5 – It was always going to be impossible for Jose Zepeda’s next fight to measure up to his last one.
There was just no way anything could come close to the all-out war that Zepeda had with Ivan Baranchyk last October, when they traded knockdown after knockdown, eight of them total in the span of just five rounds. The ending was a fitting finale. Baranchyk dropped Zepeda, who got back up and knocked Baranchyk cold, folding him backward onto the canvas.
There’s far less good to say about Zepeda’s return on the undercard of Taylor vs. Ramirez. It was a mediocre match against late replacement Hank Lundy, and I’m likely being too generous with that description.
Zepeda, who wants to be fighting for world titles against top-tier opponents, often allowed Lundy to dictate the action. He needed to make a statement. Instead, he struggled to take command against a faded veteran. Zepeda won a unanimous decision. He lost a lot of momentum.
They won’t all be Baranchyk fights. They shouldn’t be. But they definitely shouldn’t be like this fight either.
6 – As disappointing as it is that we won’t be seeing Tyson Fury vs. Anthony Joshua next, I’m still looking forward to Fury’s third fight with Deontay Wilder.
Fury vs. Joshua was going to be a huge fight for all the marbles, with the winner becoming the undisputed heavyweight champion. Alas, Fury’s decision to pull out of a third Wilder bout led to contractually required arbitration hearings. The arbitrator recently ruled that Fury must face Wilder. And Fury’s team didn’t want to pay Wilder a hefty step-aside fee.
I wouldn’t expect Wilder to accept it either. There’s more money in it to face Fury now.
I do still want to see Fury fight Anthony Joshua. I also want to see Fury fight Wilder again. I eventually want to see Joshua fight Wilder. I don’t care who fights who. I just want to see them get back in the damn ring and fight each other.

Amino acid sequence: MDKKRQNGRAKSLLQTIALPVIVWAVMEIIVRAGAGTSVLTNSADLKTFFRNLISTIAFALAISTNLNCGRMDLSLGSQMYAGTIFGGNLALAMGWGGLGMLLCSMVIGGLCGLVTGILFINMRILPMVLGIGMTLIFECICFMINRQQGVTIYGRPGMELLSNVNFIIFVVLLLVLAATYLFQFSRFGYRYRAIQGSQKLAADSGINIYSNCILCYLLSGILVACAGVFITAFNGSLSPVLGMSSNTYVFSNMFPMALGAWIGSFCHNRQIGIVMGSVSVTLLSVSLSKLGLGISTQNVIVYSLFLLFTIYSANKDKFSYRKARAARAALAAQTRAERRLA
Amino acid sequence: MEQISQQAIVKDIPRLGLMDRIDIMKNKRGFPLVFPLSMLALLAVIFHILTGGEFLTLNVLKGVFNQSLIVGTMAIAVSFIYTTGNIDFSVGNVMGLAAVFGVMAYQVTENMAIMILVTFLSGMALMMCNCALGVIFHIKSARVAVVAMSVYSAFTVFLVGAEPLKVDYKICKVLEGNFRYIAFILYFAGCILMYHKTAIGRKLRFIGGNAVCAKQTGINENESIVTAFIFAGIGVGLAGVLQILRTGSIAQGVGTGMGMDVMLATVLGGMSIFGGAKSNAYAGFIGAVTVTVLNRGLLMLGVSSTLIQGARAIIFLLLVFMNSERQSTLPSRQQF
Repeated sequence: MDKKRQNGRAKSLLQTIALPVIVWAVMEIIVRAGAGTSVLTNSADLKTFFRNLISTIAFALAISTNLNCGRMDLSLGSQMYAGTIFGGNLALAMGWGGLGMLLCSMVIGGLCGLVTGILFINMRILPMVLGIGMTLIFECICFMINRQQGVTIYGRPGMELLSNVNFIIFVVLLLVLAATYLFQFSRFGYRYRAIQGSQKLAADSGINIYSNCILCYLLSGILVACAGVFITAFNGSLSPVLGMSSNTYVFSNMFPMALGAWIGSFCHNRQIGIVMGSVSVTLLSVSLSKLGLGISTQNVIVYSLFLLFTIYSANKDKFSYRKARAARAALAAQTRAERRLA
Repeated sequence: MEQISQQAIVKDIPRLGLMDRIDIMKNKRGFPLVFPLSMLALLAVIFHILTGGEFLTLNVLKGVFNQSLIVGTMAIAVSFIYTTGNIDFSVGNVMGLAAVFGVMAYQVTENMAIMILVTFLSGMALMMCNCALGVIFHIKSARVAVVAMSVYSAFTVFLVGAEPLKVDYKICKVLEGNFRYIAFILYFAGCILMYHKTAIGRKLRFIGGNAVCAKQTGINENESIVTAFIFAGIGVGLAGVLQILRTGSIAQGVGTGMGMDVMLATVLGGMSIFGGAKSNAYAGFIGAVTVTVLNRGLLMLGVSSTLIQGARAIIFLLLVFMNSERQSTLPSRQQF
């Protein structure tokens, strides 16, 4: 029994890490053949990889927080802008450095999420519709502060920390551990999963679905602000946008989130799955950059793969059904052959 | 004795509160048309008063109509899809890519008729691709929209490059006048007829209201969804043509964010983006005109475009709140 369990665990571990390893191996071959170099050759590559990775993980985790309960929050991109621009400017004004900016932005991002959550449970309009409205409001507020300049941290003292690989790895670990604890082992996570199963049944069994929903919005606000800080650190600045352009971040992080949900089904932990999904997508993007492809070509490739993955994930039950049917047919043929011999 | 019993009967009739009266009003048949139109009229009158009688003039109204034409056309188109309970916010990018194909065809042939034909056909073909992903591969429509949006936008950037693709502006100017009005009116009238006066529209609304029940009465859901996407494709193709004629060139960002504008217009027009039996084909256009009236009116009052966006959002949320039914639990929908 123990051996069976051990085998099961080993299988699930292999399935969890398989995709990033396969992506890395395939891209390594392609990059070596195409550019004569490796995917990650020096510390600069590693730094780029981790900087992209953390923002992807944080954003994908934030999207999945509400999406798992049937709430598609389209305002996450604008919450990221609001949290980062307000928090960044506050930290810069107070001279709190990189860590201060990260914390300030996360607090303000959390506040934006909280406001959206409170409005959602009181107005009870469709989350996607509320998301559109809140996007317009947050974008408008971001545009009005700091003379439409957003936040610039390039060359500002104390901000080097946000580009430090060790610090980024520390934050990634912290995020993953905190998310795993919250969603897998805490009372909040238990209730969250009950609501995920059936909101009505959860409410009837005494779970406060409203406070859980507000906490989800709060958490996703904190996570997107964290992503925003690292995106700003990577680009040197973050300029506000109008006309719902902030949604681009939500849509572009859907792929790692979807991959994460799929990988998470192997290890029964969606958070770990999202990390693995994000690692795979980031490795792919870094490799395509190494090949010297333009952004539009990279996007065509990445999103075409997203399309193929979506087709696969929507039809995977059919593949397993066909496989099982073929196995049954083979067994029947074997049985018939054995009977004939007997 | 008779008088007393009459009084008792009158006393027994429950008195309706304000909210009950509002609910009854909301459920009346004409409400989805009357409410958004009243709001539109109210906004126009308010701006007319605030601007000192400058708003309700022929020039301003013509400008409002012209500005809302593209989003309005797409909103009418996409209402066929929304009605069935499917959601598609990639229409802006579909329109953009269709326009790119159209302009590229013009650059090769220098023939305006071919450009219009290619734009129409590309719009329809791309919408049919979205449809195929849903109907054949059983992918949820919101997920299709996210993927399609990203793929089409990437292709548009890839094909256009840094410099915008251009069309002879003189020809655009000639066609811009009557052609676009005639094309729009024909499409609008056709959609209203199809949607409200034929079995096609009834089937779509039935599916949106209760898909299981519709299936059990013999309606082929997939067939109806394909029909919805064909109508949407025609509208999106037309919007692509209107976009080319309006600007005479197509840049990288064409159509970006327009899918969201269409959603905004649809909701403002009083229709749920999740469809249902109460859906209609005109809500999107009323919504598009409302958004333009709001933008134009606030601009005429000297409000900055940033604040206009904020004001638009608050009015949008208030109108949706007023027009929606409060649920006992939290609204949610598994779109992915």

Yes, Fury is 1-0-1 against Wilder — some would argue that he deserves to be 2-0 — and is coming off a dominant technical knockout victory in their rematch. Fury is vowing to do the same thing in this third fight.
Fury clearly has two paths to victory: to try to box or to go for the KO. Wilder still has that one path to victory, which is his fight-changing power. And that remains intriguing to me. The third fight could very easily go the same way as the second one did. Or it could be completely different.
You have a right to be mad or sad that Fury-Joshua isn’t happening next. As for me, I’ll be eagerly tuning in for Fury vs. Wilder and then will look forward to the winner taking on Joshua, hopefully sooner rather than later.
7 – Of course, Anthony Joshua will also need to do his part and get beyond whomever is next.
It could be Aleksandr Usyk, the former cruiserweight champ who’s been campaigning at heavyweight for the past couple of years and has been in mandatory position for Joshua’s WBO title. But Dillian Whyte, who is the mandatory for the WBC belt, has also been waiting for a while.
Whichever way things go, I’m interested.
Usyk hasn’t looked great at heavyweight so far and had to overcome some difficult moments in his decision victory over Dereck Chisora last October. I’d want to see how much Usyk has improved since then, and how Joshua handles Usyk’s style and skills.
Joshua and Whyte had a fun brawl in 2015, shortly before “AJ” went on to win his first heavyweight title. I’d enjoy seeing them mix it up again.
8 – Weighty Matters, Part 1: Danny Garcia says he will be moving up to the junior middleweight division, and I’m not so sure that it’s a good idea.